Toward that end, CĂ©spedes came to D.C. just before the boxing tournament. Walker requested a meeting with Mayor Adrian M. Fenty about a possible vehicle donation; what he ended up getting was a Wilson Building sit-down with Pat Ellwood, the Districtâs longtime protocol chief, and David Jannarone, who is the cityâs development director and a top aide in the office of the deputy mayor for planning and economic development. Ellwood was there because sheâs in charge of handling foreign dignitaries; Jannarone was there, Walker was told, because he was the guy who could make the donation happen.
âJannarone said itâs possible, that this could be done,â Walker says.
Over the next few months, Walker worked with Jannarone to get it done. In June 2008, Jannarone, with the help of Office of Contracting and Procurement officials, found him his equipmentâan ambulance and a fire truck. Walker has another term for the vehicles on offer: âgarbage.â They had been essentially stripped; the fire truck didnât even have an engine. âYou couldnât even move them from the lot,â Walker says, and that was unacceptable. âI refused to give somebody something that was nonfunctional, inoperative.âŠI refused to do it. I refused to give that fire truck.â
Walker informed Jannarone that something else would have to be done. âHe got an attitude with me,â Walker remembers, âlike, âThatâs all we have.ââ That was in July 2008âthen communications with Jannarone ceased.
That summer, Walker headed down to the DR for one of his now-regular trips. On his flight were a number of other District guys, he says. They were headed down to hang out with Sinclair Skinner, who was already on site.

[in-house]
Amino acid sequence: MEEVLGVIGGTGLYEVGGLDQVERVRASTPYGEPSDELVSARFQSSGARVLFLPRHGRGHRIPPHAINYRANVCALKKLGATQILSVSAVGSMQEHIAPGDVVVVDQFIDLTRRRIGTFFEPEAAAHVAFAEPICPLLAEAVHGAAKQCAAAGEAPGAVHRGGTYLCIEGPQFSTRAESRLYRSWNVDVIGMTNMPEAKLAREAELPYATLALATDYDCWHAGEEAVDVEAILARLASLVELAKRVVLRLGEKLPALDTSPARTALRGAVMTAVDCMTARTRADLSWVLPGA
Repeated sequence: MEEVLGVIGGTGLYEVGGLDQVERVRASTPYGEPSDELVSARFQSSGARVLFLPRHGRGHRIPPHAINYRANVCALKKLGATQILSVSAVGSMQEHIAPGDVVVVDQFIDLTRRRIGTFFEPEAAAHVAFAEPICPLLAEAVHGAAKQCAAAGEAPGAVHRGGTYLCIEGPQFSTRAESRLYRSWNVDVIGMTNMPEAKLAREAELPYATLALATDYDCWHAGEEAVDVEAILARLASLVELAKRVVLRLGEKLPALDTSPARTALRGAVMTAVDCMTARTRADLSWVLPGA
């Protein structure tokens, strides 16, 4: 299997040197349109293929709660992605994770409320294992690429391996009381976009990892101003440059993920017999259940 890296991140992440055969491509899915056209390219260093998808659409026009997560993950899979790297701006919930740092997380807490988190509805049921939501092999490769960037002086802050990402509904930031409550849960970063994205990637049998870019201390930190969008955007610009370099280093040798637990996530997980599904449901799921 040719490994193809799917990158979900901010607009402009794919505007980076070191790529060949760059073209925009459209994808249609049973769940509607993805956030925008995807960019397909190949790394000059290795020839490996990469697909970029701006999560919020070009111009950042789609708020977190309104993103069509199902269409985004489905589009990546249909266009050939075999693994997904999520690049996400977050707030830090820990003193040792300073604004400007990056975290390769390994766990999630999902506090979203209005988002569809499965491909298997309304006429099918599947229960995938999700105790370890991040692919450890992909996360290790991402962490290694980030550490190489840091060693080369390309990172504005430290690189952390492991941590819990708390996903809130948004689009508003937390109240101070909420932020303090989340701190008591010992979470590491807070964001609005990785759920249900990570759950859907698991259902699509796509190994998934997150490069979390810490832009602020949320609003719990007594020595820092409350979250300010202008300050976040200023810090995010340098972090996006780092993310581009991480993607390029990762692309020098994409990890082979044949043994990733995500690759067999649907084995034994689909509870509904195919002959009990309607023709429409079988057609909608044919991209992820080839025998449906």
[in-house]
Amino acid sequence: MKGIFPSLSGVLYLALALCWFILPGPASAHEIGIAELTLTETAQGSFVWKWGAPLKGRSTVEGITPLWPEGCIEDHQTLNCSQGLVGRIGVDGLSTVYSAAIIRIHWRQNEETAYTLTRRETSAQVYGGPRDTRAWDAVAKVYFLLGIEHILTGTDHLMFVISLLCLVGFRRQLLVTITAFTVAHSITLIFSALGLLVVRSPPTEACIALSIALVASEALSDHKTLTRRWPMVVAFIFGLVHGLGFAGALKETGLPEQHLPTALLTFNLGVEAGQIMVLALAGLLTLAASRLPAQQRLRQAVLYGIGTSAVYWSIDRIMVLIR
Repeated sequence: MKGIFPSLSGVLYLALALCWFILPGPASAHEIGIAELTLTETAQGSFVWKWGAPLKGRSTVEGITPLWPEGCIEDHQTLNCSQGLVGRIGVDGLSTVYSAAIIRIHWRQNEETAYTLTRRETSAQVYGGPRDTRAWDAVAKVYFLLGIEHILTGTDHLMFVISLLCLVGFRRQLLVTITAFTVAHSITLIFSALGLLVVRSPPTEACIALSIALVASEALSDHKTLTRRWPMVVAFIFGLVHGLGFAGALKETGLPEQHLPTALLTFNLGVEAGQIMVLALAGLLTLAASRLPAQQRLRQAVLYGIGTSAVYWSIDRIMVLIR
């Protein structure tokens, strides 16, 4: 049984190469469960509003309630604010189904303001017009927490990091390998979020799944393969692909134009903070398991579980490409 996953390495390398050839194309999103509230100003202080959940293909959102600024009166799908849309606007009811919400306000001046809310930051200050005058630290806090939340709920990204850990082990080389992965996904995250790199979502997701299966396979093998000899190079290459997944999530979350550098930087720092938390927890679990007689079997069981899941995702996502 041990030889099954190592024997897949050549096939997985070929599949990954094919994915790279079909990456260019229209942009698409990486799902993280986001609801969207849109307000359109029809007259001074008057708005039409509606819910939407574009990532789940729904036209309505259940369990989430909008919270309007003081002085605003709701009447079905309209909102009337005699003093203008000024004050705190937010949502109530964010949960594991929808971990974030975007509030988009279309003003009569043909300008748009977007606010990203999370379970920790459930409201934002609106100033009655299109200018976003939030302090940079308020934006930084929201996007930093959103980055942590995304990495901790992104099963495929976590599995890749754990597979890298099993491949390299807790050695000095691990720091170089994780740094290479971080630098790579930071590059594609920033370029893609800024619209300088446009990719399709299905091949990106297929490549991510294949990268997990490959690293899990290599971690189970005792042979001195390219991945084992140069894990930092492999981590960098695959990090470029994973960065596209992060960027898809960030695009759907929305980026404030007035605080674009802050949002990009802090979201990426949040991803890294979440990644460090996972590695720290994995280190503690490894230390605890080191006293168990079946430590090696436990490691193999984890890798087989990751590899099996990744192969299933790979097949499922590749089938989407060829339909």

Skinner, of course, has a long, checkered political history in this town. Heâs an old friend of Fentyâs, dating back to their days in the Kappa Alpha Psi frat at Howard University. He ran the field operation for Fentyâs mayoral campaign, and ran into heat for his race-baiting tactics in local politics. These days, as a consultant and aspiring developer, the former proprietor of a defunct dry cleaners is doing well for himself. Heâs bought a $700,000 house in Crestwood, blocks from Fenty. He tools around in a sports car. Heâs often seen, with Jannarone, at the monthly happy hours sponsored by the deputy mayorâs office, where developers and city officials schmooze at various hip bars, often late into the night. He was seen at the annual big-box convention in Las Vegas last month, too, among the Fenty entourage.
Jannarone has personal Fenty connections of his own; before entering city service, he worked for Roadside Development, a well-connected local firm, and he also served briefly on his local advisory neighborhood commissionâalongside Shawn Fenty, who represented the same district his brother had.
Once in SosĂșa, the airplane dudes had a hard time finding their way around town, so Walker helped them out. When they found Skinner, the Fenty buddy greeted Walker, saying he knew he had taken kids down to the island.
Walker could see that Jannarone and Skinner had taken a liking to the place. Shortly after Jannarone met CĂ©spedes at the Wilson Building, he took the Dominican mayor up on an invitation to visit. He liked it enough to go back again, according to Walker, who alleges additional Dominican visits by Jannarone and Skinner. Walker knows this, he says, due to his close relationship with CĂ©spedes, who would let him know when they were in town.
LLâs attempts to reach CĂ©spedes failed. Jannarone declined comment through a spokesperson; Skinner could not be reached.
Walker didnât think much of the fire truck deal until the following March. Thatâs when he ran into Peaceoholics founder Ron Moten outside Coleâs Cafe in Anacostia. The two arenât the best of buddiesâthey know of each other by reputation, since both work with local youth.